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  #11  
Old 02-14-2017, 02:19 PM
TeacherD TeacherD is offline
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https://www.amazon.com/Excel-2013-Bi...f_rd_i=desktop

What do you think of this book? I messaged one of my old friends in the industry and she uses Excel 2010. I currently have 2007 student version of Excel (wife is schoolteacher) and planned to buy Excel 2013 to start practicing. The interface on the student version of the software is probably different than what folks use on the job and I want to be well prepared.
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Old 02-14-2017, 02:20 PM
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Originally Posted by TeacherD View Post
https://www.amazon.com/Excel-2013-Bi...f_rd_i=desktop

What do you think of this book? I messaged one of my old friends in the industry and she uses Excel 2010. I currently have 2007 student version of Excel (wife is schoolteacher) and planned to buy Excel 2013 to start practicing. The interface on the student version of the software is probably different than what folks use on the job and I want to be well prepared.
Walkenbach's stuff is good. I don't think that much has changed though
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Old 02-14-2017, 02:22 PM
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Yea, it's not called the Bible for nothing. If you find a 2007 version though I'm sure that's fine as well.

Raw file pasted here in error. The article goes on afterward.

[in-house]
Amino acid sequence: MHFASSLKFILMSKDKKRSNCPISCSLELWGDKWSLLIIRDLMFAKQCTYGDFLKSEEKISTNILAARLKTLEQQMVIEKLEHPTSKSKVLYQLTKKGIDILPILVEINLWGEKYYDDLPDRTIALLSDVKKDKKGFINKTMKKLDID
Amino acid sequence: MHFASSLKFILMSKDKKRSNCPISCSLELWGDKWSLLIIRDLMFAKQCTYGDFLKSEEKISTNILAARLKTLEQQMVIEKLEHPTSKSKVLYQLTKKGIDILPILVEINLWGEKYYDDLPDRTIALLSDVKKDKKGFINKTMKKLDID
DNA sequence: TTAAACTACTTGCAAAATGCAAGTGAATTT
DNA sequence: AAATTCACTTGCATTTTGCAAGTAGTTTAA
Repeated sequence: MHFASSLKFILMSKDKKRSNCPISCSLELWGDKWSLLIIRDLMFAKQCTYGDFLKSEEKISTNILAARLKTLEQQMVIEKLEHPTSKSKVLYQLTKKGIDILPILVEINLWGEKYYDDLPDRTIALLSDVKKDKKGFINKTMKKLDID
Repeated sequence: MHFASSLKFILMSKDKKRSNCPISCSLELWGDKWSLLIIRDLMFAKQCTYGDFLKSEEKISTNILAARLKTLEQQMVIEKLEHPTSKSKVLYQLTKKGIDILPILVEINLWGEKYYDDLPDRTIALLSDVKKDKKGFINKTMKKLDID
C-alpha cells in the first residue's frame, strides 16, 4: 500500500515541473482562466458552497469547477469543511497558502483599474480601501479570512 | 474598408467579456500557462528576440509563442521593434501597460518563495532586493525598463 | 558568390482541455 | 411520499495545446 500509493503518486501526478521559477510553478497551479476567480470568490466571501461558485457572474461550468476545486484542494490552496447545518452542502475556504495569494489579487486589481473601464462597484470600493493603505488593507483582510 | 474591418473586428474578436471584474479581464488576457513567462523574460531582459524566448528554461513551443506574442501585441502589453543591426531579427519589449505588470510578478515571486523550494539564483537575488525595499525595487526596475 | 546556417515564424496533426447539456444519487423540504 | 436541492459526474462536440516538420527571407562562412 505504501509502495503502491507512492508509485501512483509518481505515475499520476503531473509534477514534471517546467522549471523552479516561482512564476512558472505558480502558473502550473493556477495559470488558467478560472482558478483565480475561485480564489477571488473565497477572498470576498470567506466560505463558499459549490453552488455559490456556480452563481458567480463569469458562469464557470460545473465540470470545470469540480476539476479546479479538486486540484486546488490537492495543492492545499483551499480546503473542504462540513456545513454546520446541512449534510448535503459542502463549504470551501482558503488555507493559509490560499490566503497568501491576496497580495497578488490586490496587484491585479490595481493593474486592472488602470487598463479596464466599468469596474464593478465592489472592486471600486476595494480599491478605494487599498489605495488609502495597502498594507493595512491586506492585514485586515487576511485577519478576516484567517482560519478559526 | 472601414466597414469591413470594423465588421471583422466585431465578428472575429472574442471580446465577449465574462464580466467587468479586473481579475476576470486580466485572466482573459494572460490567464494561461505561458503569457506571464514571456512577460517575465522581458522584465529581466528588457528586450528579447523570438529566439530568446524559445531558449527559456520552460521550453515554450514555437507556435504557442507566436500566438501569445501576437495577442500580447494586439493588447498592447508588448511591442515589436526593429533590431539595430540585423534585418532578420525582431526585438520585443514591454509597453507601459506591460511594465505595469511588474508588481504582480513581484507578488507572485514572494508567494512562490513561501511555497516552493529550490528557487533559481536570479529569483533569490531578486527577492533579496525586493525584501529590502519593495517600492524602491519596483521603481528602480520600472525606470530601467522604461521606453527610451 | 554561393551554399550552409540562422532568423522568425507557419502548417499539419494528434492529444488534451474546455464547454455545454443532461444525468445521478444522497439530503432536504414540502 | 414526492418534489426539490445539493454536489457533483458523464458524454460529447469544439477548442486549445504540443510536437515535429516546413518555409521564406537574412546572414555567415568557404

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Old 02-14-2017, 02:49 PM
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You should go to ACTEX and look for "Actuarial Technical Toolbox: Getting the Most Out of Excel" in the Career Building Skills section of their site.

There's about 3 or 4 (pre-recorded) session done by the AO's very own Mary Pat Cambell.

She also has 2 or 3 sessions on VBA as well.
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  #15  
Old 02-26-2017, 10:58 PM
TeacherD TeacherD is offline
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Update: purchased the 2016 version of the book from Amazon. 1000 pages long, and the tech editor is credited with creating some sort of actuarial add-in.

2016 Excel looks pretty similar to 2007. Apparently 2007 was the year MS went to the "ribbon" format of displaying commands.

Given that Excel can now handle over 1M rows of data, I am guessing one does not need to use MS Access very often in the Actuarial field anymore, correct? My recollection is that this was one of the useful tools for datasets too large for Excel in the past (2003 Excel was limited to 65,536 rows).
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Old 02-27-2017, 01:08 AM
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Depends on what you're doing - databases and spreadsheets often have different purposes. If I need to query data, I use Access. It has little to do with how many rows there are (if I had a ton of rows I'd be trying to work in SQL server or something), more to do with what I'm trying to accomplish.

Last job I used Access a lot. My job right now it's mostly Excel but I'm not often needing to query data, and my job is less data intensive in general.

Access is still around, but it varies by company. A personal lines company with really large data sets is unlikely to be using Access much. A specialty line of business where there isn't much data anyway? Less likely to have invested into switching to other technology if they only need to run a query now and then on a smaller data set. Also some companies are slow to change legacy processes, for a multitude of reasons, so you could still see Access even when something else (SQL) would be better.

Just because Excel can handle more rows doesn't mean it does so easily - especially if you have a lot of lookups or array formulas that can slow calculation times down - and it doesn't mean Excel is good for trying to query data.
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